After Heaven: Spirituality in America Since the 1950s (Book Review Sample)
Read the Robert Wuthnow's book, After Heaven: Spirituality in America Since the 1950s. According to Wuthnow's, in the mid-‐twentieth century, new religious trends emerged in which people attempted to seek the meaning of spirituality and to perform spiritual practices outside of the institutionalized religious context. He calls this new trend the “spirituality of seeking,” describing the conventional view of spirituality as the “spirituality of dwelling.” The former implies that spirituality could be constructed beyond such sacred places as church, but the latter does not accept such a deviated interpretation of spirituality.
Wuthnow's also posits that now is the time to consider practice-oriented spirituality. While the concept of spirituality of seeking “[provides a] more orderly, disciplined and focused approach to the sacred,” practice-‐oriented spirituality “emphasizes the importance of making a deliberate attempt to relate to the sacred” With spiritual practice, people can “cultivate a deep spirituality rather than being influenced by their moods, circumstances, or exposure to constantly changing ideas.
“Reflecting your own experiences in the past, discuss “spirituality of dwelling,” spirituality of seeking. “Mulling over this media saturated world, discuss “practice-‐oriented spirituality.
Date of Submission
BOOK REVIEW: AFTER HEAVEN: SPIRITUALITY IN AMERICA
Wuthnow's book recaptures the dynamic and multifaceted nature of the American spiritual life that reflects modern day human spiritual struggles. He illustrates the progression of American spirituality from ‘dwelling-oriented spirituality' to ‘seeking-oriented spirituality'. Besides, he review ‘practice-oriented spirituality' which he presents as an ideal alternative to both seeking and dwelling forms of spirituality that he purports to comprise every form of spiritual tradition. Nevertheless, he posits that the three forms of spirituality differ in their emphasis and have inherent similarities. This essay shall reflect and delve on my past personal experiences in relation to spirituality of dwelling as well as the spirituality of seeking as discussed in Wuthnow's book, After Heaven. Finally, the essay will conclude by discussing practice-oriented spirituality and how it has been shaped by the increasingly media saturated world.
2.0 Dwelling Oriented Spirituality
The concept of dwelling-oriented spirituality has been used to denote a spiritual habitation or dwelling place. According to Wuthnow, this form of spirituality was predominantly practiced in periods of relative stability throughout the American history. He posits that the spirituality of dwelling underscores the significance of habitation in the practice of spirituality. He argues that God resides in a fixed place and thus it's important to have a definite sacred place from where human beings can exercise spirituality (pp3-4). He further affirms that inhabiting a sacred place creates a feeling of security and sacred presence that is only distinct to a definite place of habitation.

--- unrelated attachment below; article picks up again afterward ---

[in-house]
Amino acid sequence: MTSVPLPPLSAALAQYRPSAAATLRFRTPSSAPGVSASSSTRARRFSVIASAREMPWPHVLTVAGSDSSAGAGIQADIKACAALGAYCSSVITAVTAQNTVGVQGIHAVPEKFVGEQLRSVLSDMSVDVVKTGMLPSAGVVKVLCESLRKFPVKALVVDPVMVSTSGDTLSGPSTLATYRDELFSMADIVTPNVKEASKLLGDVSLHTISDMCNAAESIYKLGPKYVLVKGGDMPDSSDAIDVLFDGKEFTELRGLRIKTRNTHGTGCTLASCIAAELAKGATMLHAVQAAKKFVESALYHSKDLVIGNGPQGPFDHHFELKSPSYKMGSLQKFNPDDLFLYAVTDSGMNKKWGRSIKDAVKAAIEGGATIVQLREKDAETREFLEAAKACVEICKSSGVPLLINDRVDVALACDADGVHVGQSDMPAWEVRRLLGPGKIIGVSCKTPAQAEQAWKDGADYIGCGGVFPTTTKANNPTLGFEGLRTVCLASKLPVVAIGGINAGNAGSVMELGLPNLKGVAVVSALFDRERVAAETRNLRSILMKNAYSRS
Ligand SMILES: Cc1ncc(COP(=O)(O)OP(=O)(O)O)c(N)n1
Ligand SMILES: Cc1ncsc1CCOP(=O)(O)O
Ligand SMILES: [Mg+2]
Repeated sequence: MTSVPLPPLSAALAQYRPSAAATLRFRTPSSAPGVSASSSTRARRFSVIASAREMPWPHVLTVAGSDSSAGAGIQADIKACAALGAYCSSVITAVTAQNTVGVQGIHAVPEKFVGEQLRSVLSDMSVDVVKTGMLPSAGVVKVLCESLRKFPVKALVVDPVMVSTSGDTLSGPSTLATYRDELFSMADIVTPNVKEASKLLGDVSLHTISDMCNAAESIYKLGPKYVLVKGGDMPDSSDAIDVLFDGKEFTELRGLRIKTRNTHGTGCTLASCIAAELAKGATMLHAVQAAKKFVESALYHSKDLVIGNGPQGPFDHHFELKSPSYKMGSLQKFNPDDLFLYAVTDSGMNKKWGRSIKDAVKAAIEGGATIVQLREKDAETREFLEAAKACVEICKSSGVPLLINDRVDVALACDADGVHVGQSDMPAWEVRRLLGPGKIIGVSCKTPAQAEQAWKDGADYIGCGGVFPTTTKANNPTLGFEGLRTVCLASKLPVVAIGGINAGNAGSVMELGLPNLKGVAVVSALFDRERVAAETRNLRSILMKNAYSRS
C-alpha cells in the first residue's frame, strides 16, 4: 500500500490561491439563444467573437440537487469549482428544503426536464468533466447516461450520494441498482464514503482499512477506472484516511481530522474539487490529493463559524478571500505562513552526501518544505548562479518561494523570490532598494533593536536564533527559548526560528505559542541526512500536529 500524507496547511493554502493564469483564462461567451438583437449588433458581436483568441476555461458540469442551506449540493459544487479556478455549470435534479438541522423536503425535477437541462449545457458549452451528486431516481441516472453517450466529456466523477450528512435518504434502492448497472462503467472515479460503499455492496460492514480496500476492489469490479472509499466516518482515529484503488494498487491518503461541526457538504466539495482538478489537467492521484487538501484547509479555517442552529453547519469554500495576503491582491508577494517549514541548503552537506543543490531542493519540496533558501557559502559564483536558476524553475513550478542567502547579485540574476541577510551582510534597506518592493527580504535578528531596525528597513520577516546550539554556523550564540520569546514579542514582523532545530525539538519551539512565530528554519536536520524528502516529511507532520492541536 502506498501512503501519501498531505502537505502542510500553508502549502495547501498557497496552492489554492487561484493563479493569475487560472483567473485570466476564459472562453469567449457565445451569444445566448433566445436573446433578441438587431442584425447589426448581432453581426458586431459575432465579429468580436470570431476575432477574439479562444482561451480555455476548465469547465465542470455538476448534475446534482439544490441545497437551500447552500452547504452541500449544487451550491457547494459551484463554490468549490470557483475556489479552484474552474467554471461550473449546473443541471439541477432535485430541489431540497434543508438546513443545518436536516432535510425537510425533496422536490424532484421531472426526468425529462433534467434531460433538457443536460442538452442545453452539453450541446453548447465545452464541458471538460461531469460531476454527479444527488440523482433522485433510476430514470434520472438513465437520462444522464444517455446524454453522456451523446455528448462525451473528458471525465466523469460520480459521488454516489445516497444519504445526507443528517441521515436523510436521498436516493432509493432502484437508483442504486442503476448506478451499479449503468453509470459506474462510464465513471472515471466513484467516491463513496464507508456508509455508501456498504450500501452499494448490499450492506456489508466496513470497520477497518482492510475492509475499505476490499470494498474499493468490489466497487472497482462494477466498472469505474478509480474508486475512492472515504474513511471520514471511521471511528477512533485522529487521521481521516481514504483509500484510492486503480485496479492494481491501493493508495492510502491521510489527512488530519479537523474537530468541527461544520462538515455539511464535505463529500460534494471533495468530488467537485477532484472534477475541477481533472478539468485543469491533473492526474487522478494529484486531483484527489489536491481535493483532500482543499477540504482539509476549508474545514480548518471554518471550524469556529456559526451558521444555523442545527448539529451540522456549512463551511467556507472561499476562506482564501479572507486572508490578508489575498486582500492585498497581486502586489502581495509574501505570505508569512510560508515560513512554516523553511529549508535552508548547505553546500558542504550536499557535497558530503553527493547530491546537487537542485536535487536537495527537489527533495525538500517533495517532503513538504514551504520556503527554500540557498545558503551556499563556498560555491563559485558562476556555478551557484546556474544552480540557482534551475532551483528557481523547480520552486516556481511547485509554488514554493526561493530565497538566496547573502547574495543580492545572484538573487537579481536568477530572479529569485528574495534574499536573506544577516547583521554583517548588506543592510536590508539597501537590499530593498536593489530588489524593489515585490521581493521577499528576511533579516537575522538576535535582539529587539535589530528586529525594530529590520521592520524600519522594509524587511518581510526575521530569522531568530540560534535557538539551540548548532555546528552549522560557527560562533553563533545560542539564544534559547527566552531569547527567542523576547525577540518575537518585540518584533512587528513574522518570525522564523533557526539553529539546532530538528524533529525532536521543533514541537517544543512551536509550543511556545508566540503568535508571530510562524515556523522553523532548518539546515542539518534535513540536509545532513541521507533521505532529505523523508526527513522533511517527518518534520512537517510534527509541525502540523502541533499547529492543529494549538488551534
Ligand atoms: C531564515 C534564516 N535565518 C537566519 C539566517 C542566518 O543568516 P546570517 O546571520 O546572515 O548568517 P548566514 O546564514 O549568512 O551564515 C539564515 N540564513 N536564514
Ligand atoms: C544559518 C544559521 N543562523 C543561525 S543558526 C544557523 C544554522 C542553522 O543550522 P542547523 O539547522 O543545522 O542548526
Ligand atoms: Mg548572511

Dwelling-oriented spirituality has a religious connotation as it has traditional roots. In fact, spiritual practice is directly linked to individual membership to religious organizations. Though this form of spirituality dates back a thousand years, it's still a standard form of spiritual practice in the modern American society. It emerged from traditional practice which linked people to specific traditional practices that defined their origin. Therefore, affiliation to a religious institution is still a prevalent form of spiritual identity even though it has roots from ancient traditional practice. Thus, spirituality cannot be divorced from dwelling or habitation in a definite spiritual dwelling place from where religious rites and practices distinctly differentiate religious institutions. I concur with the essence of dwelling oriented spirituality, as it remains the most predominant form of spirituality. In fact, I personally grew up in this form of spirituality and it still defines my spiritual life to date. In a nutshell, spirituality cannot be separated from religious rites and practices such as service attendance, adherence to religious rules and fulfillment of community religious expectations. Wuthnow argues that dwelling oriented spirituality is progressively losing its role as it no longer fulfills people's spiritual needs used to be the case. However, many Americans still believe that their spirituality has been largely shaped through this form of spirituality. Personally, I feel that it has significantly shaped my spirituality. In fact, I cannot think of any other form of spirituality other than dwelling. Dwelling-oriented spirituality has great strengths in belonging which is inherently human. It's rooted in the human desire to belong and feel secure. He calls it “…the lighthearted feeling of being in a litter' of kittens” (p.5).
Notwithstanding its merits, dwelling has inheren...
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